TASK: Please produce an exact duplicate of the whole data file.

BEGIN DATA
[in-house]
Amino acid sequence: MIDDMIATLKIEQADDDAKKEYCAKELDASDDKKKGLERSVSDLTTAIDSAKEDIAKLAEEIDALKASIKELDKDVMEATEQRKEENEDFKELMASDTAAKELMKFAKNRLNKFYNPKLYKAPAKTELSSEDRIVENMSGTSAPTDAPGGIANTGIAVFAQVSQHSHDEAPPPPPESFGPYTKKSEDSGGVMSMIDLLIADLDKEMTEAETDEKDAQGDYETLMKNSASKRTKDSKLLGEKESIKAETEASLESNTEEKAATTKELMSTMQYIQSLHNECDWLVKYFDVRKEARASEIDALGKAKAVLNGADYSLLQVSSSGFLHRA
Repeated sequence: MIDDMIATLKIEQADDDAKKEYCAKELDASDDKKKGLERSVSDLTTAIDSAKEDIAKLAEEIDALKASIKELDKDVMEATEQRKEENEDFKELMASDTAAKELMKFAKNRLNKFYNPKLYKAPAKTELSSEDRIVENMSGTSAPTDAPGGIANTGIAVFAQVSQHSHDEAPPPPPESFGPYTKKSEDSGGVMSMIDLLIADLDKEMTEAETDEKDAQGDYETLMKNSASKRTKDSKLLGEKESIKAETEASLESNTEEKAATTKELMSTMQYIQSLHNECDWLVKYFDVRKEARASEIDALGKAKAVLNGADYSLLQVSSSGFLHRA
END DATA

[in-house]
Amino acid sequence: MIDDMIATLKIEQADDDAKKEYCAKELDASDDKKKGLERSVSDLTTAIDSAKEDIAKLAEEIDALKASIKELDKDVMEATEQRKEENEDFKELMASDTAAKELMKFAKNRLNKFYNPKLYKAPAKTELSSEDRIVENMSGTSAPTDAPGGIANTGIAVFAQVSQHSHDEAPPPPPESFGPYTKKSEDSGGVMSMIDLLIADLDKEMTEAETDEKDAQGDYETLMKNSASKRTKDSKLLGEKESIKAETEASLESNTEEKAATTKELMSTMQYIQSLHNECDWLVKYFDVRKEARASEIDALGKAKAVLNGADYSLLQVSSSGFLHRA
Repeated sequence: MIDDMIATLKIEQADDDAKKEYCAKELDASDDKKKGLERSVSDLTTAIDSAKEDIAKLAEEIDALKASIKELDKDVMEATEQRKEENEDFKELMASDTAAKELMKFAKNRLNKFYNPKLYKAPAKTELSSEDRIVENMSGTSAPTDAPGGIANTGIAVFAQVSQHSHDEAPPPPPESFGPYTKKSEDSGGVMSMIDLLIADLDKEMTEAETDEKDAQGDYETLMKNSASKRTKDSKLLGEKESIKAETEASLESNTEEKAATTKELMSTMQYIQSLHNECDWLVKYFDVRKEARASEIDALGKAKAVLNGADYSLLQVSSSGFLHRA